The General Assembly has finalized new legislative maps for both the N.C. Senate and N.C. House that now must be approved by a court.
The new maps were ordered to be redrawn after a three-judge panel of an N.C. Superior Court declared them unconstitutional on Sept. 3.
The plaintiff in that court case, Common Cause North Carolina, released a statement following the vote on the maps.
“The court’s ruling against partisan gerrymandering was a historic victory for the people of North Carolina, setting a clear requirement for drawing districts completely free from partisan politics and with total transparency,” Brent Laurenz, Common Cause NC’s deputy director, said in the statement. “We look forward to the next steps in this ongoing remedial process, which includes the court thoroughly reviewing the new districts to ensure that they fully comply with the ruling.”
State representatives redrew the districts in public sessions. The superior court decision disallowed lawmakers from accessing the previous legislative maps during the redrawing process, and incumbents were not allowed input into redrawing their own districts.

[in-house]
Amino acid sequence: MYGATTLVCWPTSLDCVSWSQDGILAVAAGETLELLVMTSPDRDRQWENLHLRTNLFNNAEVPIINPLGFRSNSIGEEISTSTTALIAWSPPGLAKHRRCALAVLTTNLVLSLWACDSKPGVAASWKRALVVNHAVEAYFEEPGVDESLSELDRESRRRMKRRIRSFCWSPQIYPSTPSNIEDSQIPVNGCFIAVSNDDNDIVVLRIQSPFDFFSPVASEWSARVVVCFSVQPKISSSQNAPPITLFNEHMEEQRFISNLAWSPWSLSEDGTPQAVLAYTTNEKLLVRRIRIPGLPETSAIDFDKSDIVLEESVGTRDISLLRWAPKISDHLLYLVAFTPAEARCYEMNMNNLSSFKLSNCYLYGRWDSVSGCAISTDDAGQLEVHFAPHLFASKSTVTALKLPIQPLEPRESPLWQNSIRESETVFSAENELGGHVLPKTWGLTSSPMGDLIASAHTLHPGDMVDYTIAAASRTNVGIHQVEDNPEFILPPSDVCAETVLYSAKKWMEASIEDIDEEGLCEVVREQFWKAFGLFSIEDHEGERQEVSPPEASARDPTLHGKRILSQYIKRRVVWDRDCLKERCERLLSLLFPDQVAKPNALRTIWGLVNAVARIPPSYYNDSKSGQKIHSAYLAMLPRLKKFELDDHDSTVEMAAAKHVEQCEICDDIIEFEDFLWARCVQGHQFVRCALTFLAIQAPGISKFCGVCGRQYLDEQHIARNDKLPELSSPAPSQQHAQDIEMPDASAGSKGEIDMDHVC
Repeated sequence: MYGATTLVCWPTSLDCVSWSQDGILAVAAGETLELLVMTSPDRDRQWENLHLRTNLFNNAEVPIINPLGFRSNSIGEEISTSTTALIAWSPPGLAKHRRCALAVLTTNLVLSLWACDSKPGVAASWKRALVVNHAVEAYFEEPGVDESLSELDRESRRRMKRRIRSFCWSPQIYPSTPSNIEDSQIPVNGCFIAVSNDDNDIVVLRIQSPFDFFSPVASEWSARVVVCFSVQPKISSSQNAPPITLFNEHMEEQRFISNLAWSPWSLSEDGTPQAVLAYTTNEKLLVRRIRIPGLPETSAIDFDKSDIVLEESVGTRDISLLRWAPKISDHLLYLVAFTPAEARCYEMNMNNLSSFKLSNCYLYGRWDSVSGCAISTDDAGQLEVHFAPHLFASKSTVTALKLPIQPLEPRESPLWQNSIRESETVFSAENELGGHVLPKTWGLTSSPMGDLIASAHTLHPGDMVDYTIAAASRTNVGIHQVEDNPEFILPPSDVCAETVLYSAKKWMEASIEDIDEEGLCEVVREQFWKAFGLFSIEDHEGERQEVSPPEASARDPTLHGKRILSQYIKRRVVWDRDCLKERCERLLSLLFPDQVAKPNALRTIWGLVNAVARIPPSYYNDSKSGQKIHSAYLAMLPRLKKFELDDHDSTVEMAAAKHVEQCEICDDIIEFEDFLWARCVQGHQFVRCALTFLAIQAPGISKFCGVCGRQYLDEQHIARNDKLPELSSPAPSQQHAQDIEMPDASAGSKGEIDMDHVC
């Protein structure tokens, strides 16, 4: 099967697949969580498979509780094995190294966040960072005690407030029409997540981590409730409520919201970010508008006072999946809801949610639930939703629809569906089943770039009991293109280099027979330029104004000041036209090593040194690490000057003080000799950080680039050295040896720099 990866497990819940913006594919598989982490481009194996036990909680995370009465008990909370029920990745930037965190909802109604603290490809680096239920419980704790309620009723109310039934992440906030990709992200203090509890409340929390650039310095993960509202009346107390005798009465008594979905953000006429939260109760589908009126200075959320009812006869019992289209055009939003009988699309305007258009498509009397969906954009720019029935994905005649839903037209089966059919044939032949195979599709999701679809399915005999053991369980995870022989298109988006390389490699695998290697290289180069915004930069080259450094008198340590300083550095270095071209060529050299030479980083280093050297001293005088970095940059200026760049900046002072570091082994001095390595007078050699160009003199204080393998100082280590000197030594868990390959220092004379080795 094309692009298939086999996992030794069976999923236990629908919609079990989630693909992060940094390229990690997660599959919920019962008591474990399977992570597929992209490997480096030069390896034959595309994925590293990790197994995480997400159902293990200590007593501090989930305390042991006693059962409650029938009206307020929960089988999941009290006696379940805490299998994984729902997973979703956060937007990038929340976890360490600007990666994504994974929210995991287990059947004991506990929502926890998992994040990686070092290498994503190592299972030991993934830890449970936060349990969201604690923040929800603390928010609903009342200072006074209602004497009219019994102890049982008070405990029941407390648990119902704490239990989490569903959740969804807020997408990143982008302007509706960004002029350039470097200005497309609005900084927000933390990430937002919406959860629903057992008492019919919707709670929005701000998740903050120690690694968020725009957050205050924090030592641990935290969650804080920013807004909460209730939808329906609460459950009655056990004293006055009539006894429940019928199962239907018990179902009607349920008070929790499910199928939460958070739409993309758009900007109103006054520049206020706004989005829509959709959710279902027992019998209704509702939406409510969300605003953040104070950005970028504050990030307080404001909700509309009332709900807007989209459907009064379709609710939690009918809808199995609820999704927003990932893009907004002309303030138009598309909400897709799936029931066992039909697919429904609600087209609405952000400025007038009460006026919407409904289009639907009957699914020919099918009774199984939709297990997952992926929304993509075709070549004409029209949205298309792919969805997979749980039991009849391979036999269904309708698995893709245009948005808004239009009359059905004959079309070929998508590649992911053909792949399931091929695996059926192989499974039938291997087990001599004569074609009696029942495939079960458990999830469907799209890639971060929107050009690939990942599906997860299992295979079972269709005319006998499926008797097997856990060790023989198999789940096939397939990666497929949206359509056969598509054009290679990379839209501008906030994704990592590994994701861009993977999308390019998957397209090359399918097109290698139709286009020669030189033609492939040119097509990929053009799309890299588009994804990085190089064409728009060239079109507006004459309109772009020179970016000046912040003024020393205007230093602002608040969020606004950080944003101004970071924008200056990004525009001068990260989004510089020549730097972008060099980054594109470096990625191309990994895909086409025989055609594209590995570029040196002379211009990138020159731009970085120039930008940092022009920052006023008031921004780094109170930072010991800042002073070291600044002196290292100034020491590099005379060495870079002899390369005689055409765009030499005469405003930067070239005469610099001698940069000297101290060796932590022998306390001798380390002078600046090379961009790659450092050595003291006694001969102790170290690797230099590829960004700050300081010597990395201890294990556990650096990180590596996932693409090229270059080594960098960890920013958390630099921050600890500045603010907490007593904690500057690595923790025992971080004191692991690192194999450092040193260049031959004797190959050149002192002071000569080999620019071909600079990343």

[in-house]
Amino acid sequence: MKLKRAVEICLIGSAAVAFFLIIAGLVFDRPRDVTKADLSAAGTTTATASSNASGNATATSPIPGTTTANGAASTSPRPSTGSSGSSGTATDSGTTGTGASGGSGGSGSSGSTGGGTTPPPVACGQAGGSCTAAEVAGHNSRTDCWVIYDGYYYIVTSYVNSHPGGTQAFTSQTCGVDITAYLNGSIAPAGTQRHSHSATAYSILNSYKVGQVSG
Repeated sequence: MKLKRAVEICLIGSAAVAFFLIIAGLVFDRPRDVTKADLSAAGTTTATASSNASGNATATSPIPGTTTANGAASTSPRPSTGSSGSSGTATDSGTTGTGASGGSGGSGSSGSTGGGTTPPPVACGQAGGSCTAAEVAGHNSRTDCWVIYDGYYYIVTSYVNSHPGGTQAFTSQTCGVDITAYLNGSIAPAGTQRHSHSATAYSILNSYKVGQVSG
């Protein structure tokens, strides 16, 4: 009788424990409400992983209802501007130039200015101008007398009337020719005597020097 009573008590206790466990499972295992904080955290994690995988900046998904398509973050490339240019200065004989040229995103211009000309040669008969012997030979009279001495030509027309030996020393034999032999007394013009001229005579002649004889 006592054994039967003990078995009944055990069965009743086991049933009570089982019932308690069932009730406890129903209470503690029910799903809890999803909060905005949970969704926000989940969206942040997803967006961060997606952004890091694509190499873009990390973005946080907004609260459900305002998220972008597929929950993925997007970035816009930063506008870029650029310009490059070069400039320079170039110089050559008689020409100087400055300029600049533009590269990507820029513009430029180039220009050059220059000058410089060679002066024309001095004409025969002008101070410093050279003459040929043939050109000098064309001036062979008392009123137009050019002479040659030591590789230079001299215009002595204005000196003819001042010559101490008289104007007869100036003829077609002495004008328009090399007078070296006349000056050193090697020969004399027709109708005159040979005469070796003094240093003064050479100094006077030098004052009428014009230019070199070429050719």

Despite these measures being put in place, N.C. Rep. Graig Meyer, D-District 50, who represents Orange and Caswell County, said he was still unsatisfied with the new maps.
“I still think that they are partisan, gerrymandered maps,” Meyer said. “I believe that the number one thing we learned from ten days of mapmaking is that you should never let legislators draw their own maps.”
Meyer said his objection to allowing legislators to draw maps was that incumbent protection was prioritized over fair elections.
“I voted 'no' on the maps and still think the most important thing we can do for North Carolina democracy is to set up an independent and citizen-led redistricting process,” Meyer said.